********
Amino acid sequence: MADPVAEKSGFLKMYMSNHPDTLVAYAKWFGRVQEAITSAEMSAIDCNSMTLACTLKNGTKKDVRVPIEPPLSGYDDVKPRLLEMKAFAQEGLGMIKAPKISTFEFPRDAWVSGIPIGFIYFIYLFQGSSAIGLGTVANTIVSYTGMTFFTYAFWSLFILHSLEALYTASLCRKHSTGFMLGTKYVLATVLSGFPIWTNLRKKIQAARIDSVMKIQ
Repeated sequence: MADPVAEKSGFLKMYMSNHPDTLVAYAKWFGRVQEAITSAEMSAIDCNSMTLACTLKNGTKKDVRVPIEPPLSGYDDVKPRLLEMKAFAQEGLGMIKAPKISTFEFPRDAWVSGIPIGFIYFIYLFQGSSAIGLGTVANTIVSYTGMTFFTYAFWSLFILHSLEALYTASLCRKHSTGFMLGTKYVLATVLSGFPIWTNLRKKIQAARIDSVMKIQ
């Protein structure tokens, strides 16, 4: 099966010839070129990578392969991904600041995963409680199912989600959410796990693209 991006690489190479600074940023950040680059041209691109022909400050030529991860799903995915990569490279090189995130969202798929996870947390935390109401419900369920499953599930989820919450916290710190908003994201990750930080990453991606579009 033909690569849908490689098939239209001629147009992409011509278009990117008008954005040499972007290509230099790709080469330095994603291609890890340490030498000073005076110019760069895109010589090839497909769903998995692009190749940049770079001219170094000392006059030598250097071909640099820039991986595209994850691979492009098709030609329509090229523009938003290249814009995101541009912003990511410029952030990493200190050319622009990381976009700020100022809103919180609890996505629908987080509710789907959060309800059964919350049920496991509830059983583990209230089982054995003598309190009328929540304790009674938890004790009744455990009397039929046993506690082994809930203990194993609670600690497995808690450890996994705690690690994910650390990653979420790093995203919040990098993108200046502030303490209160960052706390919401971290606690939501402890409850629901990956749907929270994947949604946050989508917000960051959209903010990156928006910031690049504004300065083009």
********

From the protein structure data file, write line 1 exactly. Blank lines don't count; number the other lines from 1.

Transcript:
Amino acid sequence: MADPVAEKSGFLKMYMSNHPDTLVAYAKWFGRVQEAITSAEMSAIDCNSMTLACTLKNGTKKDVRVPIEPPLSGYDDVKPRLLEMKAFAQEGLGMIKAPKISTFEFPRDAWVSGIPIGFIYFIYLFQGSSAIGLGTVANTIVSYTGMTFFTYAFWSLFILHSLEALYTASLCRKHSTGFMLGTKYVLATVLSGFPIWTNLRKKIQAARIDSVMKIQ